[Note: this webpage last modified Friday, 04-Feb-2011 19:44:51 EST]

This is the website for CS 620 Advanced Theory of Computation offered in the fall of 2010 and taught by Jeff Kinne. The registrar's information about our section of the course is here. You can get the key information about this course by clicking on the links on the left of this webpage.

**Special Note:** The way we are enforcing the prerequisite for this
course has been amended. Please see the explanation
to verify that you are signed up for the right course. You may need
to sign up for CS 520 instead before taking CS 620.

All course announcements will be emailed to you using blackboard. I will also duplicate important announcements here.

September 10: A good reference for background material (like proofs, big-O, etc.) are some of the opencourseware courses from MIT, for example this one, this one, this one, this one, this one.

September 9: I will from now on collect notes about common mistakes made in the homeworks after I grade them. I will link this off of the Assignments page.

September 3: The 4th problem from the second homework has been removed - you do not need to do it. The homework 2 webpage has been updated to reflect this.

A number of people have had confusion about proofs. I will start collecting hints and tips on the Basic Proofs Tips page.

In blackboard, you can see what letter grade you would get if the semester ended today under total (I think - let me know if not). I expect these to improve as the semester goes on, but that will only happen if you put in the effort/time.

September 2: Correction to the model solution for problem 2, part b. The running time is O(n

^{2}* 2^{n}), not 2^{O(n2)}.August 30: Some students seem to be unfamiliar with big-O algorithm runtime analysis, proof by induction, and other material I thought you might already know. Here is a link to some notes on a course taught by someone that review some of this information: http://www.eng.unt.edu/ian/books/free/lnoa.pdf. You can also look at the wikipedia pages for analysis of algorithms, big-O notation, and time complexity. Here are some more notes on big-O including a link to a PDF at the end that has a big-O proof that uses induction: http://www.cs.utk.edu/~plank/plank/classes/cs140/Notes/BigO/. And here is another lecture notes that discusses big-O and has a proof by induction: http://www.cs.mcgill.ca/~cs251/OldCourses/1997/topic3/. These were all from a quick search on google. I suggest searching for things like "big O algorithm analysis", "big O problems", "proof by induction examples", etc.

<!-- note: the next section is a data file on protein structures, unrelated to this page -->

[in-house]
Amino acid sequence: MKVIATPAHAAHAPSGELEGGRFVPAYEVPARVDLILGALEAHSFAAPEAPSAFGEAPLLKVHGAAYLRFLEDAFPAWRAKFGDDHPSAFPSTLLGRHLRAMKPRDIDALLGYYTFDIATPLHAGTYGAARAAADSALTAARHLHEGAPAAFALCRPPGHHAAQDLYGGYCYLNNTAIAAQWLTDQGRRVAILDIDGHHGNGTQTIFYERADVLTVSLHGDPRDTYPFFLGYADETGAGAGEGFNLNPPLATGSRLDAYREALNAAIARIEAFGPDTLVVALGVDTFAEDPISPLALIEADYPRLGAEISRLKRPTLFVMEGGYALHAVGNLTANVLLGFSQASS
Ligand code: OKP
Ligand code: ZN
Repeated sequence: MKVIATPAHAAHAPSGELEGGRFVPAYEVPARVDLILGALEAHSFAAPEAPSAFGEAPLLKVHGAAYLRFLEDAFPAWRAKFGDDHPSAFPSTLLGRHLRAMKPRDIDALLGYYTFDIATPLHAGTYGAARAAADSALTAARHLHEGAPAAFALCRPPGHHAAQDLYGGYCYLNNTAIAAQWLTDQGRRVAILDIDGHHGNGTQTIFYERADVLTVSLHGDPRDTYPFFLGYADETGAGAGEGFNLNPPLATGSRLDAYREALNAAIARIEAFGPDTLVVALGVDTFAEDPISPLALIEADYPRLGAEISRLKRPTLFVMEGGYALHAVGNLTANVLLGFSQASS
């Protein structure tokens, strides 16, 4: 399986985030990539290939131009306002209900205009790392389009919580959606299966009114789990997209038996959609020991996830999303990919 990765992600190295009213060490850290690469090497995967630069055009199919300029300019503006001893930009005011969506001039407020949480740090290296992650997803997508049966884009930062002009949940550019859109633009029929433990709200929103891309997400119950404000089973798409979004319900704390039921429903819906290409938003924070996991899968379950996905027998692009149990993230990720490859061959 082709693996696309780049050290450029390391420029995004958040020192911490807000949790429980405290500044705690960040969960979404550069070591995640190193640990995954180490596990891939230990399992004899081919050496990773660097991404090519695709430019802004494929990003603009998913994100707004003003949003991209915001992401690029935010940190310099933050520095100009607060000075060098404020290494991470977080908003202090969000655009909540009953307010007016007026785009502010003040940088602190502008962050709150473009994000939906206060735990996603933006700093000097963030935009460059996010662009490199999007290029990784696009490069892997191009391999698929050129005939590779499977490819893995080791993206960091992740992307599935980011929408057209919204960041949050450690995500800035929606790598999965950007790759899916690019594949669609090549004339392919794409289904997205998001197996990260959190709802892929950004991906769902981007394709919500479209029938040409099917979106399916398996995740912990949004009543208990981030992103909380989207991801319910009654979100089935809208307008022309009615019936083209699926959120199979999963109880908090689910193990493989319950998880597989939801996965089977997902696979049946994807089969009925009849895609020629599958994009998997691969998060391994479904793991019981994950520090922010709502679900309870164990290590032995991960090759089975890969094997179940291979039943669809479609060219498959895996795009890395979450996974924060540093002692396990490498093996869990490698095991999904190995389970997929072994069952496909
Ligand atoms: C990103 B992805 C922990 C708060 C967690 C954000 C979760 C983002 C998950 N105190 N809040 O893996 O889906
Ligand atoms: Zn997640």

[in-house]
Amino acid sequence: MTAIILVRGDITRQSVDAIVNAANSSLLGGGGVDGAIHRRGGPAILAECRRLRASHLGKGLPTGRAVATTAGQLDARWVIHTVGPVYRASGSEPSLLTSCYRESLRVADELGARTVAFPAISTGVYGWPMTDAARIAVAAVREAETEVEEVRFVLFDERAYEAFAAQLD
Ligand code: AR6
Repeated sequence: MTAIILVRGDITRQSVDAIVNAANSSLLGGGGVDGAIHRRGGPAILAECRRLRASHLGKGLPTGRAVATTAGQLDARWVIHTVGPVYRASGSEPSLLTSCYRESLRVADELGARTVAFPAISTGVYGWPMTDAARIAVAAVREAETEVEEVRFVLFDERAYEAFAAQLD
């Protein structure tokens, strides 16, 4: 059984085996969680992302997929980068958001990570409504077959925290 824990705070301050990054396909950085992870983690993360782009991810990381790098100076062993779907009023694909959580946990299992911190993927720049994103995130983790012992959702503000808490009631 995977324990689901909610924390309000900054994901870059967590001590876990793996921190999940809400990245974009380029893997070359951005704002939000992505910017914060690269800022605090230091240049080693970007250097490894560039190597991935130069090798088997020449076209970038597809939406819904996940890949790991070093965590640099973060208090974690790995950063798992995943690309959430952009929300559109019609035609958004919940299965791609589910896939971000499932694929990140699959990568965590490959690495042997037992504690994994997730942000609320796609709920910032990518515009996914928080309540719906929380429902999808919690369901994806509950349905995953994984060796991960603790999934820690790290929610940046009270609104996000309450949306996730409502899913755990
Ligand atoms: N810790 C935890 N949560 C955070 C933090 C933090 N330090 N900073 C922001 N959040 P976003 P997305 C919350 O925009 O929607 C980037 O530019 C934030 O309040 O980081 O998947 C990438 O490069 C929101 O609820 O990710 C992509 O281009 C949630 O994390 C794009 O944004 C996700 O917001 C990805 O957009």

August 27: Some students asked about problem 1b of homework 1, so I am sharing with everyone the clarification. Problem 1b speaks of "exponentially bounded" functions. In this course, "exponentially bounded" means less than 2

^{nc}for some constant c.Note that there are functions that are /not/ exponentially bounded - they are "bigger than just exponential". In particular, something of the form 2

^{2n}is /not/ less than 2^{nc}for any constant c. Something of the form 2^{2n}we will call "doubly exponential".This use of the term "exponentially bounded" may be different than what you have used before, but this is what it means in the field of theory of computing, and this is the meaning we use in this course.

I will continue to post any clarifications that I feel are important to the whole class as they come up.

August 24: A draft of the required text is available at http://www.wisdom.weizmann.ac.il/~oded/cc-book.html. The section numbers and text are mostly the same in the draft as in the final version, so you can use the draft to perform the required reading if your copy of the text has not yet arrived.

August 20: The entrance exam will be given during the first lecture, Wednesday August 25 at 3pm in A009 Root Hall. You may stay after the class time to finish the exam if you wish.

August 20: I have been informed by the library that they will not place the required text on reserve because that may discourage you from buying the text.

August 16: This webpage contains information about this course. Please read it!